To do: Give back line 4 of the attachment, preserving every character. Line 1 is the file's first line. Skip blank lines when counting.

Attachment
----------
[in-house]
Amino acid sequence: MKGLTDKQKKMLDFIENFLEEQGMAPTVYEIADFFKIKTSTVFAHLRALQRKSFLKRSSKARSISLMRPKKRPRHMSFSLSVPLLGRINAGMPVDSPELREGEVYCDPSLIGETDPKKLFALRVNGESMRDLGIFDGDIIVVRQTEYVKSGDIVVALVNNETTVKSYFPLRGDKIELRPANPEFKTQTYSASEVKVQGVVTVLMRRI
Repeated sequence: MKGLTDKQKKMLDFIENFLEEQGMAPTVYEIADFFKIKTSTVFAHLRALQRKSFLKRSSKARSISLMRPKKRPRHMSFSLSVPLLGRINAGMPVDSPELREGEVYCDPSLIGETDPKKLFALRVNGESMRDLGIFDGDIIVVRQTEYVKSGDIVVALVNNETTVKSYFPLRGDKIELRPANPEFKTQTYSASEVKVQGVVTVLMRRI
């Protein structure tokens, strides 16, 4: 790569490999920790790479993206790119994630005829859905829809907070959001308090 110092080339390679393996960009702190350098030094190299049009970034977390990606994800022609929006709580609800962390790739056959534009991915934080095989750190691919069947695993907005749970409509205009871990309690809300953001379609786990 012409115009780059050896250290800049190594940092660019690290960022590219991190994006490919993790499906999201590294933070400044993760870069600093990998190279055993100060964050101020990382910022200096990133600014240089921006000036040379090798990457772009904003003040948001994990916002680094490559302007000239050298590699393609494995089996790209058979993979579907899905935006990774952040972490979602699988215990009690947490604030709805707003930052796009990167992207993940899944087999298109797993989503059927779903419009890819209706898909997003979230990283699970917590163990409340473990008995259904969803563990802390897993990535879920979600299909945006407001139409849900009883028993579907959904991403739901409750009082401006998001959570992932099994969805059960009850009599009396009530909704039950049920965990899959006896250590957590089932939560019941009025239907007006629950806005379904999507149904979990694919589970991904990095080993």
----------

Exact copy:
């Protein structure tokens, strides 16, 4: 790569490999920790790479993206790119994630005829859905829809907070959001308090 110092080339390679393996960009702190350098030094190299049009970034977390990606994800022609929006709580609800962390790739056959534009991915934080095989750190691919069947695993907005749970409509205009871990309690809300953001379609786990 012409115009780059050896250290800049190594940092660019690290960022590219991190994006490919993790499906999201590294933070400044993760870069600093990998190279055993100060964050101020990382910022200096990133600014240089921006000036040379090798990457772009904003003040948001994990916002680094490559302007000239050298590699393609494995089996790209058979993979579907899905935006990774952040972490979602699988215990009690947490604030709805707003930052796009990167992207993940899944087999298109797993989503059927779903419009890819209706898909997003979230990283699970917590163990409340473990008995259904969803563990802390897993990535879920979600299909945006407001139409849900009883028993579907959904991403739901409750009082401006998001959570992932099994969805059960009850009599009396009530909704039950049920965990899959006896250590957590089932939560019941009025239907007006629950806005379904999507149904979990694919589970991904990095080993």